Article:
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CompleteMartialArts.com - Kickboxing Geishas: How Modern Japanese Women Are Changing Their Nation


List Price: $25.00
Our Price: $16.50
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Manufacturer: Free Press
Average Customer Rating: Average rating of 3.5/5Average rating of 3.5/5Average rating of 3.5/5Average rating of 3.5/5Average rating of 3.5/5

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Binding: Hardcover
Dewey Decimal Number: 305.40952090511
EAN: 9780743271561
ISBN: 0743271564
Label: Free Press
Manufacturer: Free Press
Number Of Items: 1
Number Of Pages: 288
Publication Date: 2007-01-09
Publisher: Free Press
Studio: Free Press

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Editorial Reviews:

Forget the stereotypes. Today's Japanese women are shattering them -- breaking the bonds of tradition and dramatically transforming their culture. Shopping-crazed schoolgirls in Hello Kitty costumes and the Harajuku girls Gwen Stefani helped make so popular have grabbed the media's attention. But as critically acclaimed author Veronica Chambers has discovered through years of returning to Japan and interviewing Japanese women, the more interesting story is that of the legions of everyday women -- from the office suites to radio and TV studios to the worlds of art and fashion and on to the halls of government -- who have kicked off a revolution in their country.

Japanese men hardly know what has hit them. In a single generation, women in Japan have rewritten the rules in both the bedroom and the boardroom. Not a day goes by in Japan that a powerful woman doesn't make the front page of the newspapers. In the face of still-fierce sexism, a new breed of women is breaking through the "rice paper ceiling" of Japan's salary-man dominated corporate culture. The women are traveling the world -- while the men stay at home -- and returning with a cosmopolitan sophistication that is injecting an edgy, stylish internationalism into Japanese life. So many women are happily delaying marriage into their thirties -- labeled "losing dogs" and yet loving their liberated lives -- that the country's birth rate is in crisis.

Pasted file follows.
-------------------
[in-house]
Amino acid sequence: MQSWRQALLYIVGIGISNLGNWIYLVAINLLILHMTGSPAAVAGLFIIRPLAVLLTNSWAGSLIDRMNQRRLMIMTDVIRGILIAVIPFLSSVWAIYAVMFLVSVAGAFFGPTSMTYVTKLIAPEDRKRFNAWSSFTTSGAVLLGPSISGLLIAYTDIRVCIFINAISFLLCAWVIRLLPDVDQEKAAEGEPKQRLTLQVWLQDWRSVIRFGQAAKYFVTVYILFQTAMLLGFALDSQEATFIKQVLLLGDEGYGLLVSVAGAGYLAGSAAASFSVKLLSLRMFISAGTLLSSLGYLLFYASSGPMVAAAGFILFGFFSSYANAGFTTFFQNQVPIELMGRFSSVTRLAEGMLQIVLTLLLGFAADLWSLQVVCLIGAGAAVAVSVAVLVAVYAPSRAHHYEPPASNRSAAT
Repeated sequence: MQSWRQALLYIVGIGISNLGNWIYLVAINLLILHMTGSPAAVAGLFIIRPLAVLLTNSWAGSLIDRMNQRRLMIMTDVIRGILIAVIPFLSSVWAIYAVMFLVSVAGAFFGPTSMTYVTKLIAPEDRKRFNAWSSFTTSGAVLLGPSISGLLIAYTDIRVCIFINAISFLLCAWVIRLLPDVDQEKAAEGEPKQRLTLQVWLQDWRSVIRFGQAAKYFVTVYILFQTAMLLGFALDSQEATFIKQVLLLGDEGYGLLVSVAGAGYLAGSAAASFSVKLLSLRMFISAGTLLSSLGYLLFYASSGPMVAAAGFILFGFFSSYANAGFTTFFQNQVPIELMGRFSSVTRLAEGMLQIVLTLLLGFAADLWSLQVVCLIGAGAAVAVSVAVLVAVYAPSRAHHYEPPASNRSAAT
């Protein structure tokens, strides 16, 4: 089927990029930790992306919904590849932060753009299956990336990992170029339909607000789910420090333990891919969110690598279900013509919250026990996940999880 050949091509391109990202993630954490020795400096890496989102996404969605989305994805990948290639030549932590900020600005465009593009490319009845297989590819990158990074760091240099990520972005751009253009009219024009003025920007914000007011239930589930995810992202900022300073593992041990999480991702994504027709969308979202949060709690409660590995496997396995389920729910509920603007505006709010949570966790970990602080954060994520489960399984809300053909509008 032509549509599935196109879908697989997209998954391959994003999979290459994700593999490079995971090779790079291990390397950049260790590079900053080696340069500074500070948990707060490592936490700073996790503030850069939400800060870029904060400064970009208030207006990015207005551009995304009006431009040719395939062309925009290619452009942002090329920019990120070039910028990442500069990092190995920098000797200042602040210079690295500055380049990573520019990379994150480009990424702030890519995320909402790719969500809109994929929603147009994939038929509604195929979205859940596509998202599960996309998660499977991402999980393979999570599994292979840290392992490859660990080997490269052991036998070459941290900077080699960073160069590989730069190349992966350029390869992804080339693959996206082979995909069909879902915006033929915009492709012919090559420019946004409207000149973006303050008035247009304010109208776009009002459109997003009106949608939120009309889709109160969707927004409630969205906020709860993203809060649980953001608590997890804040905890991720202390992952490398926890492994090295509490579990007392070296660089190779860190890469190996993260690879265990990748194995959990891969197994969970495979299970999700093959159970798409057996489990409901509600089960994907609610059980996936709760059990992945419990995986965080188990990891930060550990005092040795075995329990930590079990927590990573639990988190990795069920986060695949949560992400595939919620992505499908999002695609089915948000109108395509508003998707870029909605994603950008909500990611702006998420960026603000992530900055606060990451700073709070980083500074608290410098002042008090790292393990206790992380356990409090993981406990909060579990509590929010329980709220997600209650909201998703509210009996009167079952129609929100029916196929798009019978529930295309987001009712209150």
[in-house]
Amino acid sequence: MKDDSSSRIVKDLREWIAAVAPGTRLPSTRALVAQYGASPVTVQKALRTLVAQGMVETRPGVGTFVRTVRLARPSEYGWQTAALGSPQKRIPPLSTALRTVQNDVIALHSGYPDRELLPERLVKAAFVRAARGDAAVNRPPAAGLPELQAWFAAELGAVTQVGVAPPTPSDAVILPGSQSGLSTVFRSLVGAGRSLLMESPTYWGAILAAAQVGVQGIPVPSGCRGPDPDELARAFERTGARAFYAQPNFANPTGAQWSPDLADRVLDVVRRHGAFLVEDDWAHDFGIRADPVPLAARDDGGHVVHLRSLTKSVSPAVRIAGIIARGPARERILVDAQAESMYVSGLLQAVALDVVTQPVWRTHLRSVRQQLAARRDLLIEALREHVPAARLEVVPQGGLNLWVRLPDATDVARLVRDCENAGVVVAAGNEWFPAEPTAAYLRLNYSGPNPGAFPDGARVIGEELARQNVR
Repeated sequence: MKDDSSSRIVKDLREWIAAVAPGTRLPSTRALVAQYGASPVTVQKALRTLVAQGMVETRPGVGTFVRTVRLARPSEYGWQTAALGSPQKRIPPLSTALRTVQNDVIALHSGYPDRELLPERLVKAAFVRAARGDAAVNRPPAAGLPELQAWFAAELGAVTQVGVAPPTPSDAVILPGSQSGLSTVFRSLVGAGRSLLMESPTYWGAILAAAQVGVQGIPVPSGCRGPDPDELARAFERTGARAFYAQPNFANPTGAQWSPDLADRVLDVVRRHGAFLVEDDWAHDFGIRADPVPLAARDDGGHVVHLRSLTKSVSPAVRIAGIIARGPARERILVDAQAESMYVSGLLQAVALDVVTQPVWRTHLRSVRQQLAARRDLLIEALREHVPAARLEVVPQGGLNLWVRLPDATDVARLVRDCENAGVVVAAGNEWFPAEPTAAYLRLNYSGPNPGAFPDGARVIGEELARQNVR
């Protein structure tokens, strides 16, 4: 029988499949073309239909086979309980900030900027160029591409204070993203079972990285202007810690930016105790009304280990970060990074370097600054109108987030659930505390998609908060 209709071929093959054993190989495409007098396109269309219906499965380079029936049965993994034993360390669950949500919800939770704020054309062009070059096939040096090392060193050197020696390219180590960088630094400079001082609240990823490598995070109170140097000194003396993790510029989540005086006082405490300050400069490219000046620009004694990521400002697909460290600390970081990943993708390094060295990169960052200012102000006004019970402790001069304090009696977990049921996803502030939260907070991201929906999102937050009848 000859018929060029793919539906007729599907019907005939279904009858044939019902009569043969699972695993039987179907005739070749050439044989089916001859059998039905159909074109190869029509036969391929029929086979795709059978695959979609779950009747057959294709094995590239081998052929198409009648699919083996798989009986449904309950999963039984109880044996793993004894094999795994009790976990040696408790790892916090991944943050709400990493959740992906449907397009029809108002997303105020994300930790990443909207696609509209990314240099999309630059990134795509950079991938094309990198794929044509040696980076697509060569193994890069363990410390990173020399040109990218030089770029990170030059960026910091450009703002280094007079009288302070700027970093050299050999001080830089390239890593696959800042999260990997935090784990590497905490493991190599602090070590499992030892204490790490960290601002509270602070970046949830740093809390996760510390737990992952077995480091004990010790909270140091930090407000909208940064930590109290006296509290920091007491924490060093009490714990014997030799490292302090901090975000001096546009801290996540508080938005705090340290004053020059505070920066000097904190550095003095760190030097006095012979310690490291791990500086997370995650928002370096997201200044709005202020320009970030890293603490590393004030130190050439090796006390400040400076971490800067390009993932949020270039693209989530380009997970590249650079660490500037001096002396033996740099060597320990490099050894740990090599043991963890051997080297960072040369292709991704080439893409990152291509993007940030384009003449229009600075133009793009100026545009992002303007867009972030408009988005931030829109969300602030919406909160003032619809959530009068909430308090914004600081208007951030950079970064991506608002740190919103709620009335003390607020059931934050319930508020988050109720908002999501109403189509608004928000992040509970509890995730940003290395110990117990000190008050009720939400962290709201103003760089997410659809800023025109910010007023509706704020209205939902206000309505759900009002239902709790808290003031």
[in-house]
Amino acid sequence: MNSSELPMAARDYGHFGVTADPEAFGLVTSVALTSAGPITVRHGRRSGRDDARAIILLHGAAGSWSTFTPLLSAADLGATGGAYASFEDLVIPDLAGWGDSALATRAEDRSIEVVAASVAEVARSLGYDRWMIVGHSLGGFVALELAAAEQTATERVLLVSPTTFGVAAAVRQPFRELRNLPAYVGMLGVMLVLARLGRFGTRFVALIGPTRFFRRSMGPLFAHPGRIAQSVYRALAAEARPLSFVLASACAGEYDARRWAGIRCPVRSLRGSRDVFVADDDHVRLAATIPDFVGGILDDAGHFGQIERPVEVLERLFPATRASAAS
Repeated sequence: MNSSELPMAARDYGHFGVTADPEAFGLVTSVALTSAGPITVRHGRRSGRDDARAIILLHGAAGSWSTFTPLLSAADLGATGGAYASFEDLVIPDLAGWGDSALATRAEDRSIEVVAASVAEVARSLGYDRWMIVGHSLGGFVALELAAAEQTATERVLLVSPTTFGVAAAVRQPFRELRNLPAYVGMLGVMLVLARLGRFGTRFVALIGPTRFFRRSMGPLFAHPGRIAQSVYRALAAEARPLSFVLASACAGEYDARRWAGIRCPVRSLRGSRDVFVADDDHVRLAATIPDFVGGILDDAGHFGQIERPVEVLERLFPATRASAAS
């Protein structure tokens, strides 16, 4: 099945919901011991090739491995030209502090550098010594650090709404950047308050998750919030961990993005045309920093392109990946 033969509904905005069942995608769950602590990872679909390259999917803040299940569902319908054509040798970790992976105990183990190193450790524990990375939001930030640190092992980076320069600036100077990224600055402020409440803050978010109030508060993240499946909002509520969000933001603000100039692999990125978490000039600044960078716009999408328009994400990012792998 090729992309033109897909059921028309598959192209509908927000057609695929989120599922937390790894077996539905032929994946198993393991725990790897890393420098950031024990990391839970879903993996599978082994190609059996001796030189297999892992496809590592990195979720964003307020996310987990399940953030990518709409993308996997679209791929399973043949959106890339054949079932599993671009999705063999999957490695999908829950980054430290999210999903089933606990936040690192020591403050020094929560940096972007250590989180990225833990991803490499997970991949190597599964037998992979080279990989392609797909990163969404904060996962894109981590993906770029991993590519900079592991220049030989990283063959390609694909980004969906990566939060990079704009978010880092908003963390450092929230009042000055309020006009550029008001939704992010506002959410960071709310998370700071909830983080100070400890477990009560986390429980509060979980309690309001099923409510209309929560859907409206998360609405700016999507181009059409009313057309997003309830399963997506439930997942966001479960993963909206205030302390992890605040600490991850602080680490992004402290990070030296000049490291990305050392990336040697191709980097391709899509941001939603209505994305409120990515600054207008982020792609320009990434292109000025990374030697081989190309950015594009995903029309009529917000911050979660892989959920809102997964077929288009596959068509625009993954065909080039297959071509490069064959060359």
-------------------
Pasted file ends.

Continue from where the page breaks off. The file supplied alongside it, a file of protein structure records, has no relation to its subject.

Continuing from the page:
With her keen eye for all facets of Japanese life, Veronica Chambers travels through the exciting world of Japan's new modern women to introduce these "kickboxing geishas" and the stories of their lives: the wildly popular young hip-hop DJ; the TV chef who is also a government minister; the entrepreneur who founded a market research firm specializing in charting the tastes of the teenage girls driving the country's GNC -- "gross national cool"; and the Osaka assembly-woman who came out publicly as a lesbian -- the first openly gay politician in the country.

Taking readers deep into these women's lives and giving the lie to the condescending stereotypes, Chambers reveals the vibrant, dynamic, and fascinating true story of the Japanese women we've never met. Kickboxing Geishas is an entrancing journey into the exciting, bold, stylish new Japan these women are making.




Spotlight customer reviews: